El Morro National Monument © Rex Vogel, all rights reserved

Admission is free—to the visitor center, the half-mile paved Inscription Trail, and even the campground. If you’re up for a little challenge tack on another mile or so and clamber up the Headland Trail. On the mesa top, you can explore the ruins of Atsinna Pueblo and snag some snaps of the nearby Zuni Mountains and remnants of ancient volcanoes.

El Morro National Monument © Rex Vogel, all rights reserved

But in these faded bluffs, in the creases of lava flows, I start to see landscape-scale reminders that history is also happening now. We don’t live at the end of the timeline, a terminus point from which history is a fixed and distant object we look back on. Rather, it’s something that is in constant flux, written moment by moment. 

Related: Adventure in Albuquerque: Petroglyph National Monument

El Malpais National Monument © Rex Vogel, all rights reserved

Visitor centers for El Malpais (off I-40 at exit 85) and El Morro (between mile markers 44 and 45 on State Route 53) provide restrooms, maps, and rangers’ advice.

Travel on an ancient pathway by hiking the eight-mile Acoma-Zuni or Zuni-Acoma Trail (depending on your direction of travel). Trailheads are on SR-117 and SR-53 so set up a car shuttle.

El Malpais National Monument © Rex Vogel, all rights reserved

A three-mile loop hike at El Calderon off SR-53 skirts cave entrances and climbs a cinder cone. Wildflowers may be abundant.

At El Morro, a trail passes along the base of Inscription Rock then switchbacks 200 feet up the mesa passing through an ancient pueblo before looping back to the visitor center in just over two miles.

El Morro National Monument © Rex Vogel, all rights reserved

Camp at El Morro is one of nine sites spread among the junipers, each with a fire pit, a picnic table, and a view of stars thick overhead in this official International Dark Sky Park. Open on a first-come, first-served basis with water available seasonally.

Read Next: The Ultimate Guide to Aztec Ruins National Monument

Worth Pondering…

If you ever go to New Mexico, it will itch you for the rest of your life.

—Georgia O’Keeffe

These National Parks are ALWAYS FREE

Click through for a look at national parks you can enter for free—everyday

Why wait for a National Park Fee Free Day when you can visit these 10 natural beauties for free all year round? The U. S. is filled with free parks just waiting to be explored. Finding a list can be tough so we pulled together a few of our favorites to get you and your family out the door exploring America’s best idea.

Canyon de Chelly National Monument © Rex Vogel, all rights reserved

Arizona: Canyon de Chelly National Monument

For nearly 5,000 years, people have lived in these canyons—longer than anyone has lived uninterrupted anywhere on the Colorado Plateau. In the place called Tsegi, their homes and images tell us their stories. Today, Navajo families make their homes, raise livestock, and farm the lands in the canyons.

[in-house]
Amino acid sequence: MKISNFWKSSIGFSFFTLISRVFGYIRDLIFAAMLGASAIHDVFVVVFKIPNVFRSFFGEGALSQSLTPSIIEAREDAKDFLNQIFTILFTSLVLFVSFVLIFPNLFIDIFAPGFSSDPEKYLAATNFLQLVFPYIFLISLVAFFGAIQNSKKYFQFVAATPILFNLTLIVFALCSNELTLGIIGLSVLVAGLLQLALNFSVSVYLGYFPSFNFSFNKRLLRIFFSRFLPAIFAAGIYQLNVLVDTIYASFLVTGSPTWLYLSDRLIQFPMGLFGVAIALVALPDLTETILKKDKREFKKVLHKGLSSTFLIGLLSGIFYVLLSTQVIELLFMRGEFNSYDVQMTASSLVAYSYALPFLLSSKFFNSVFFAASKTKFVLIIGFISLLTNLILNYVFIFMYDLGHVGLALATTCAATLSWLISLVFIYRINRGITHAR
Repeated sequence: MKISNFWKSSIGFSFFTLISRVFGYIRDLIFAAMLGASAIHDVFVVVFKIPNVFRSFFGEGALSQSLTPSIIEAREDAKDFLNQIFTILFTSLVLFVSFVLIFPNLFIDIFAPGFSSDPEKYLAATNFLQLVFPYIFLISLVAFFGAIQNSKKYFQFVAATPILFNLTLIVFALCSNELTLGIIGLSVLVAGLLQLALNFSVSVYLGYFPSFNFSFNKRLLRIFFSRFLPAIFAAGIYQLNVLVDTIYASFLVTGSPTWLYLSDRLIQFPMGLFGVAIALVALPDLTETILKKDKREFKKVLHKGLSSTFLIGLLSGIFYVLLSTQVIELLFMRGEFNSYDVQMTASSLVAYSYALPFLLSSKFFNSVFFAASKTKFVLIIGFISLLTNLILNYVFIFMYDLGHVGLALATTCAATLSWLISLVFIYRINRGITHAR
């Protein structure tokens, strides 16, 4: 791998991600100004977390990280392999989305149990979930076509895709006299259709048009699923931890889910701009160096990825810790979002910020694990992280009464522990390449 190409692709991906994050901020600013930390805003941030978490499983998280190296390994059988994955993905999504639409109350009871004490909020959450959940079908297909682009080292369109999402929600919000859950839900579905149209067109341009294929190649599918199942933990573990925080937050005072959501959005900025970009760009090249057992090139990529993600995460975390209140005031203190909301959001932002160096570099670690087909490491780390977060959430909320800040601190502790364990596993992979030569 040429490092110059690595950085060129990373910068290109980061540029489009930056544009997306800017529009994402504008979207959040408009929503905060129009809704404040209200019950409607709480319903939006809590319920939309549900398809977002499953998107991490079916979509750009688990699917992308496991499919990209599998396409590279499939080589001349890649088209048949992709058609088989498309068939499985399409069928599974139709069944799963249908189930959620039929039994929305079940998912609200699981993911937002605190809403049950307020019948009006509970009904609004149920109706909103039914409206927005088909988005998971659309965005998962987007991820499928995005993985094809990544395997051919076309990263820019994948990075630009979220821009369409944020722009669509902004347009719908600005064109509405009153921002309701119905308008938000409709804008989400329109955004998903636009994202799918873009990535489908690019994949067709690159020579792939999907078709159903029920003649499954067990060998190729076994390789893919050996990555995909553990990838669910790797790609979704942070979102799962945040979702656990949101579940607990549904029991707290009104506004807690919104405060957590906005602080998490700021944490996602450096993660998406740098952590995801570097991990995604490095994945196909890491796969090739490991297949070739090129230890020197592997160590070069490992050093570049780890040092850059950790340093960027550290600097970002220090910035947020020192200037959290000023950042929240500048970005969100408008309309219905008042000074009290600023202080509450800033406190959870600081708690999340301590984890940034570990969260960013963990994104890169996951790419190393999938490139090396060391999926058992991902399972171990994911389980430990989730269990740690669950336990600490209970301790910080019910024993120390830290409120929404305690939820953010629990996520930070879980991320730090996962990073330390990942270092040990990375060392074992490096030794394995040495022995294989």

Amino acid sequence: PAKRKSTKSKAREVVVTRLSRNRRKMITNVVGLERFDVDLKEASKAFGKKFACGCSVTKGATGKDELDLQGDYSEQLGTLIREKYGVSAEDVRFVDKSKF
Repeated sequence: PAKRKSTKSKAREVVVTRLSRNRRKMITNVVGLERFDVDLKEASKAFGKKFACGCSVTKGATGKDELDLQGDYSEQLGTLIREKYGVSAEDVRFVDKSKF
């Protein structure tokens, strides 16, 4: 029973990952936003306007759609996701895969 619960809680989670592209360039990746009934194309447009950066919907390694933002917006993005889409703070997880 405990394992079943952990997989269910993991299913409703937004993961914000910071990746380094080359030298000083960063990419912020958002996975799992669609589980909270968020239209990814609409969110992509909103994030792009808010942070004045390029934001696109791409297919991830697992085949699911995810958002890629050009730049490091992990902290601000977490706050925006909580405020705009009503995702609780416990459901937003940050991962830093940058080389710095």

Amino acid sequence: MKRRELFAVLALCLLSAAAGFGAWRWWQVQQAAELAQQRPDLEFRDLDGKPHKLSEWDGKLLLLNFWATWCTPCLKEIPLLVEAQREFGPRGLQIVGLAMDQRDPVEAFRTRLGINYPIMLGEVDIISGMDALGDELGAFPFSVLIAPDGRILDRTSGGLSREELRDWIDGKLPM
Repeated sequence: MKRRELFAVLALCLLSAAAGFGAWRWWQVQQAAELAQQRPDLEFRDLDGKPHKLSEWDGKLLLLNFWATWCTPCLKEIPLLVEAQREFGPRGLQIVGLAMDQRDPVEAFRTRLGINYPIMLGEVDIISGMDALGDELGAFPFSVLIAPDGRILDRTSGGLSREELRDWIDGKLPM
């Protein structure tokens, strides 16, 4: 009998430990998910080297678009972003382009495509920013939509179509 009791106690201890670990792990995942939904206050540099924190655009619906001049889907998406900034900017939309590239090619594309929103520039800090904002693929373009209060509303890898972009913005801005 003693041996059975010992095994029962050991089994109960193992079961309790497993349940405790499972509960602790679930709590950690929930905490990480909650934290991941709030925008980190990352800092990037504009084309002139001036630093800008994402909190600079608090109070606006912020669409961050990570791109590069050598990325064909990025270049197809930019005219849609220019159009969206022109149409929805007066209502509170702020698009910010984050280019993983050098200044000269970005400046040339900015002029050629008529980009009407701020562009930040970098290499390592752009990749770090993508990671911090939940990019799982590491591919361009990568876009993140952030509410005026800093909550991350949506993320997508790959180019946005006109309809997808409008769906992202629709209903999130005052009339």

Montezuma Well National Monument © Rex Vogel, all rights reserved

Arizona: Montezuma Well National Monument

Visit the spot where life began, according to Yavapai legend, at Montezuma Well National Monument. Although access to the nearby Montezuma Castle National Monument costs $10, the Montezuma Well is free to access. There, you’ll see Native American ruins alongside the well and follow a nature trail as it winds below trees beside Beaver Creek—all part of what makes it one of Arizona’s hidden gems.

Hovenweep National Monument © Rex Vogel, all rights reserved

Colorado and Utah: Hovenweep National Monument

Discover six prehistoric villages that once housed more than 2,500 people between A.D. 500 and 1300, and you can still see multistory towers clinging to the edge of rocky cliffs. The park is a designated International Dark Sky Park, making it one of the best places to go stargazing.

Boston National Historic Park © Rex Vogel, all rights reserved

Massachusetts: Boston National Historic Park

There are no fees at the federally or municipally owned historic sites within Boston National Historical Park. This includes Faneuil Hall, Bunker Hill Monument, Bunker Hill Museum, USS Constitution, and Dorchester Heights Monument.

New Mexico: Aztec Ruins National Monument

Pueblo people describe this site as part of their migration journey. Today you can follow their ancient passageways to a distant time. Explore a 900-year old ancestral Pueblo Great House of over 400 masonry rooms. Look up and see original timbers holding up the roof.

El Malpais National Monument © Rex Vogel, all rights reserved

New Mexico: El Malpais National Monument

The richly diverse volcanic landscape of El Malpais offers solitude, recreation, and discovery. Explore cinder cones, lava tube caves, sandstone bluffs, and hiking trails. While some may see a desolate environment, people have been adapting to and living in this extraordinary terrain for generations. Come discover the land of fire and ice!

El Morro National Monument © Rex Vogel, all rights reserved

New Mexico: El Morro National Monument

Discover an oasis in the desert at El Morro National Monument. The natural watering hole is tucked at the base of colorful sandstone cliffs. Walk the Inscription Trail to see thousands of petroglyphs and inscriptions that bear witness to the visitors who sought refreshment there throughout the centuries.

Petroglyph National Monument © Rex Vogel, all rights reserved

New Mexico: Petroglyph National Monument

Petroglyph National Monument protects one of the largest petroglyph sites in North America featuring designs and symbols carved onto volcanic rocks by Native Americans and Spanish settlers 400 to 700 years ago. These images are a valuable record of cultural expression and hold profound spiritual significance for contemporary Native Americans and for the descendants of the early Spanish settlers.

Saratoga National Historic Park © Rex Vogel, all rights reserved

New York: Saratoga National Historic Park